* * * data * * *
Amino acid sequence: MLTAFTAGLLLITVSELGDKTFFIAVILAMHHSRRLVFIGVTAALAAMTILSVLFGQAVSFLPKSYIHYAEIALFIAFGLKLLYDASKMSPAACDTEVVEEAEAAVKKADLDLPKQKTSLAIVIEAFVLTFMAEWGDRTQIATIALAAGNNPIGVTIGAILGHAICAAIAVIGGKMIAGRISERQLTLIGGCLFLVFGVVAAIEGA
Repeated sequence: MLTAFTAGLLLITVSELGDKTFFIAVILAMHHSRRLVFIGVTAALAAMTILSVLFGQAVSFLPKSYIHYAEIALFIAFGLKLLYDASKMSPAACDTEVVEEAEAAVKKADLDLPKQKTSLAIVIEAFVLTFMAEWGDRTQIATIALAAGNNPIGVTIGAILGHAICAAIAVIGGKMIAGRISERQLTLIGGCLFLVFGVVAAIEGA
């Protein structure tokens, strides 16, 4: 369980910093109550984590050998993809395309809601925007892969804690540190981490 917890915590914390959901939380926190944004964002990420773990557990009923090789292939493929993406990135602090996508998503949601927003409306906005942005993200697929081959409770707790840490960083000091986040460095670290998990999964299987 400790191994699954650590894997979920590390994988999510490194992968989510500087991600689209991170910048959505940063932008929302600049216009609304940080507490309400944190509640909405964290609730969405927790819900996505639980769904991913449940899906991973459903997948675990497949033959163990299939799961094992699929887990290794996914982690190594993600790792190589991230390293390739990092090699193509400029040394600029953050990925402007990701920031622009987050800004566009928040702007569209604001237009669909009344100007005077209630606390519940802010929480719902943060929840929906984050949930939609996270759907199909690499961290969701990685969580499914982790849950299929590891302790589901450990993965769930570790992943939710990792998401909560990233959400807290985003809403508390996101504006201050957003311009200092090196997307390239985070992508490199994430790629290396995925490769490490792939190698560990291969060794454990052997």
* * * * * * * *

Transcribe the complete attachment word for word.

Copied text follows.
Amino acid sequence: MLTAFTAGLLLITVSELGDKTFFIAVILAMHHSRRLVFIGVTAALAAMTILSVLFGQAVSFLPKSYIHYAEIALFIAFGLKLLYDASKMSPAACDTEVVEEAEAAVKKADLDLPKQKTSLAIVIEAFVLTFMAEWGDRTQIATIALAAGNNPIGVTIGAILGHAICAAIAVIGGKMIAGRISERQLTLIGGCLFLVFGVVAAIEGA
Repeated sequence: MLTAFTAGLLLITVSELGDKTFFIAVILAMHHSRRLVFIGVTAALAAMTILSVLFGQAVSFLPKSYIHYAEIALFIAFGLKLLYDASKMSPAACDTEVVEEAEAAVKKADLDLPKQKTSLAIVIEAFVLTFMAEWGDRTQIATIALAAGNNPIGVTIGAILGHAICAAIAVIGGKMIAGRISERQLTLIGGCLFLVFGVVAAIEGA
């Protein structure tokens, strides 16, 4: 369980910093109550984590050998993809395309809601925007892969804690540190981490 917890915590914390959901939380926190944004964002990420773990557990009923090789292939493929993406990135602090996508998503949601927003409306906005942005993200697929081959409770707790840490960083000091986040460095670290998990999964299987 400790191994699954650590894997979920590390994988999510490194992968989510500087991600689209991170910048959505940063932008929302600049216009609304940080507490309400944190509640909405964290609730969405927790819900996505639980769904991913449940899906991973459903997948675990497949033959163990299939799961094992699929887990290794996914982690190594993600790792190589991230390293390739990092090699193509400029040394600029953050990925402007990701920031622009987050800004566009928040702007569209604001237009669909009344100007005077209630606390519940802010929480719902943060929840929906984050949930939609996270759907199909690499961290969701990685969580499914982790849950299929590891302790589901450990993965769930570790992943939710990792998401909560990233959400807290985003809403508390996101504006201050957003311009200092090196997307390239985070992508490199994430790629290396995925490769490490792939190698560990291969060794454990052997």